Today I want to help you rethink the workflow of mixing.
Recently, I sent out a questionnaire to work out what people’s pain points are when mixing and what they think would improve it. Outside of specific tips and tricks, there were two types of responses that were extremely common:
1) I am overwhelmed and don’t know how to approach a mix?
2) What sort of practice routine can I set up to help improve my mixes?
I want to cover the first point in this blog post and next week I will approach the second point, practice routines.
How to approach a mix
One of the big problems you encounter when learning to mix is that most people are schooled to approach problems by breaking them down into smaller tasks. This is, of course, useful when mixing, but often novices are breaking down these tasks into inappropriate chunks.
For instance, I have seen beginners do all of their equalisation, then the compression, then the effects etc. Others start on the...
There are countless mistakes that will cause you to ruin your mix. However, the correct mindset and one button in your DAW will help you to stop these problems before they take a stranglehold over your mix. Before I get to that though, I want to share a story of how I learned this the hard way.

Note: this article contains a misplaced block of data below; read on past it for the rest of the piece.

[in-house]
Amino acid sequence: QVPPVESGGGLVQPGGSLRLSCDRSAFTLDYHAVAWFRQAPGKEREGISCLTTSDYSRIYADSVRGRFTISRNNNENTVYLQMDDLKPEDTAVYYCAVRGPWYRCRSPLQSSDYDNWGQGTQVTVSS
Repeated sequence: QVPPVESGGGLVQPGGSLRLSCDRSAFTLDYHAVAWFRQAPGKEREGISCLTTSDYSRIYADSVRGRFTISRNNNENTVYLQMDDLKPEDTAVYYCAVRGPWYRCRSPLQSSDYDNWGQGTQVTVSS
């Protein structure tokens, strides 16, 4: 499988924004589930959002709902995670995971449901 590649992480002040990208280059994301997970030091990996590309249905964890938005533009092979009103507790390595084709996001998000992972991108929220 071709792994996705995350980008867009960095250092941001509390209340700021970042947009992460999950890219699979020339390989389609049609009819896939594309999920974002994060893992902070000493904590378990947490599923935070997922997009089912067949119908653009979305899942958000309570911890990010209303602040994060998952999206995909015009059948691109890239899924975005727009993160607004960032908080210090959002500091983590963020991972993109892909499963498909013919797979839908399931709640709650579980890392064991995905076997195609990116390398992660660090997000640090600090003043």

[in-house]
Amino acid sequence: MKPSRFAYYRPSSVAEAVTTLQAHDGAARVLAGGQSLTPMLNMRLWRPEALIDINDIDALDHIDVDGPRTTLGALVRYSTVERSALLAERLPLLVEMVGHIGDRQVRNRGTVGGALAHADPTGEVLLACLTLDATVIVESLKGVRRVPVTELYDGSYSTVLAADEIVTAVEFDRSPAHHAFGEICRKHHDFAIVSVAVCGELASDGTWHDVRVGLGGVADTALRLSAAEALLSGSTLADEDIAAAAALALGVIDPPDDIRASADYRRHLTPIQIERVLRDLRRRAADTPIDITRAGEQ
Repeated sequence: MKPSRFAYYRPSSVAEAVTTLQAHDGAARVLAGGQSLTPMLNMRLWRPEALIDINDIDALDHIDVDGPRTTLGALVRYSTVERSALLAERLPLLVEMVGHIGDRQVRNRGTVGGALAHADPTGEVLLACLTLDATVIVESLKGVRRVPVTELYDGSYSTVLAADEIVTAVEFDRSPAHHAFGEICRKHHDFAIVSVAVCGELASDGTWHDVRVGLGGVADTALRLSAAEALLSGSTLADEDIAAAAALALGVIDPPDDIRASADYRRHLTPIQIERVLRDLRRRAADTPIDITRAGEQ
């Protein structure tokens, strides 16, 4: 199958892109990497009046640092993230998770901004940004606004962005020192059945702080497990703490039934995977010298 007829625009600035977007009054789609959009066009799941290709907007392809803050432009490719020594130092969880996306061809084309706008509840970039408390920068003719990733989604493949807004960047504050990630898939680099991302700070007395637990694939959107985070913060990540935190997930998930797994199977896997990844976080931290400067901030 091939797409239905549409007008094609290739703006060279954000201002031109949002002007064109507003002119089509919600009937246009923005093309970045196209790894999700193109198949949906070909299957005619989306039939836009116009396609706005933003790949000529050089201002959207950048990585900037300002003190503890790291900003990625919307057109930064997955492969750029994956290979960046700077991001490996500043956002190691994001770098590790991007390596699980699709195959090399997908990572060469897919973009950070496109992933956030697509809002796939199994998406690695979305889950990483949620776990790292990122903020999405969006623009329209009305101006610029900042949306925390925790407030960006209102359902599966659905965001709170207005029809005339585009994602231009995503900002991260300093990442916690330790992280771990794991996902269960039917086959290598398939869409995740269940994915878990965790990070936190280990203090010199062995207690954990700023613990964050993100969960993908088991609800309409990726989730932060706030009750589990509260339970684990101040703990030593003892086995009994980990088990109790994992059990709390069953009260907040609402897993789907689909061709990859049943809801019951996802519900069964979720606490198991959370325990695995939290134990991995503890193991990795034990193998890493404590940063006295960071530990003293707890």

In 2015, I was lucky enough to spend a few weeks watching and learning from one of my mixing idols. Alan Moulder has mixed some of my favourite records from the likes of Foo Fighters, Smashing Pumpkins, The Killers and Queens of the Stone Age. In some ways, it was a frustrating experience because he wasn't doing anything that I wasn't already doing but his mixes were substantially better than my own. He was also incredibly consistent.
You might be quick to point out that the source material was stellar before mixing began and that would certainly be the case the majority of the time. However, one of the projects he worked on during my time there was a well-known band that had...
This week I saw a viral post on Facebook regarding survivorship bias (a subset of selection bias) regarding planes in WW2. Survivorship bias is the logical error caused by concentrating on the people or things that made it past some selection process and overlooking those that did not, typically because of their lack of visibility. This can lead to false conclusions.
During the war researchers from the Center for Naval Analyses looked at the damage done to aircraft that had returned from missions and they recommended that extra armour should be added to the parts of the aircraft that showed the most damage.
Mathematician Abraham Wald noted that this logic was flawed as these planes still made it back to base. The areas where there was no damage to the returning aircraft would be the areas in which the plane is unlikely to survive and therefore these parts should be re-enforced.
It might seem a bit off-topic but this example lead me to think about when...
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